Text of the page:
The U.S. National Oceanic and Atmospheric Administration (NOAA) has predicted the occurrence of a severe solar storm that could wreak havoc on Earth and severely disrupt human health and property.
As per NOAA's Space Weather Prediction Center (SWPC), the sun is entering an active phase of activity that might lead to a state of solar maximum by 2013. This normally occurs when a burst of charged particles ejected from the sun's corona slams into Earth's magnetic field at a rate of over 5 million miles per hour.
As the ejection moves towards Earth's surface, it might cause a geomagnetic storm that may disrupt Earth's magnetic field. Due to this, there might be severe disruptions in radio and satellite transmission lines, power grids, airline communications and GPS applications.
What is more disturbing is the fact that this might even lead to increasing exposure to space weather-driven human health risks as space activities like space tourism and space commercialization increase.
In the past, there have been records of similar cases of peak solar activity. The largest recorded case was in September 1859 when a major geomagnetic storm fueled by a solar eruption hit telegraph offices around the world. Some telegraph operators got electric shocks while papers caught fire. Besides this, there were similar instances in 1989 when power grids in Canada were affected.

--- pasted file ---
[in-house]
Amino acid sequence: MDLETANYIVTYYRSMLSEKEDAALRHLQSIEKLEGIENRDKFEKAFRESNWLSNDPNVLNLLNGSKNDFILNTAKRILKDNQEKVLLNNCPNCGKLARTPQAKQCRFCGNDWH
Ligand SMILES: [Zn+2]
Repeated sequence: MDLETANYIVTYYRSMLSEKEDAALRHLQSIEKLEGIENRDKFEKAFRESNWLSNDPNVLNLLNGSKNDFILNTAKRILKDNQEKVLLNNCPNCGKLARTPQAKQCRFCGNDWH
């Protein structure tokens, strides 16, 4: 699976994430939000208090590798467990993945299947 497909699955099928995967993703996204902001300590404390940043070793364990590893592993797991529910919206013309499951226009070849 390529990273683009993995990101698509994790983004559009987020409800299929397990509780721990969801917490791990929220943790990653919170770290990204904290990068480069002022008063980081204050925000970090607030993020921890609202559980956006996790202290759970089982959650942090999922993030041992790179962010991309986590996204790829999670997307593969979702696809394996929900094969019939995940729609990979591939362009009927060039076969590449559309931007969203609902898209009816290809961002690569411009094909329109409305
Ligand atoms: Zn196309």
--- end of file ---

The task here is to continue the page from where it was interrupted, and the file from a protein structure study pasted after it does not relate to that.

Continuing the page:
However, the current situation is predicted to be far more serious by researchers at NASA. It is believed that there might be a series of blackouts in different parts of the world that could last for even weeks or months. Banking and financial networks might go offline, disrupting commerce in a way unique to the Information Age.
To overcome such catastrophic situation, NASA researchers are trying to work out ways to overcome the possible situation.
"We can now track the progress of solar storms in 3 dimensions as the storms bear down on Earth," stated Michael Hesse, chief of the GSFC Space Weather Lab and a speaker at the forum. "This sets the stage for actionable space weather alerts that could preserve power grids and other high-tech assets during extreme periods of solar activity."
They do it using data from a fleet of NASA spacecraft surrounding the sun. Analysts at the lab feed the information into a bank of supercomputers for processing. Within hours of a major eruption, the computers spit out a 3D movie showing where the storm will go, which planets and spacecraft it will hit, and predicting when the impacts will occur. This kind of "interplanetary forecast" is unprecedented in the short history of space weather forecasting.
"This is a really exciting time to work as a space weather forecaster," stated Antti Pulkkinen, a researcher at the Space Weather Lab. "The emergence of serious physics-based space weather models is putting us in a position to predict if something major will happen."
Some of the computer models are so sophisticated; they can even predict electrical currents flowing in the soil of Earth when a solar storm strikes. These currents do the most damage to power transformers. An experimental project named "Solar Shield" led by Pulkkinen aims to pinpoint transformers in the greatest danger of failure during any particular storm.
"Disconnecting a specific transformer for a few hours could forestall weeks of regional blackouts," says Pulkkinen.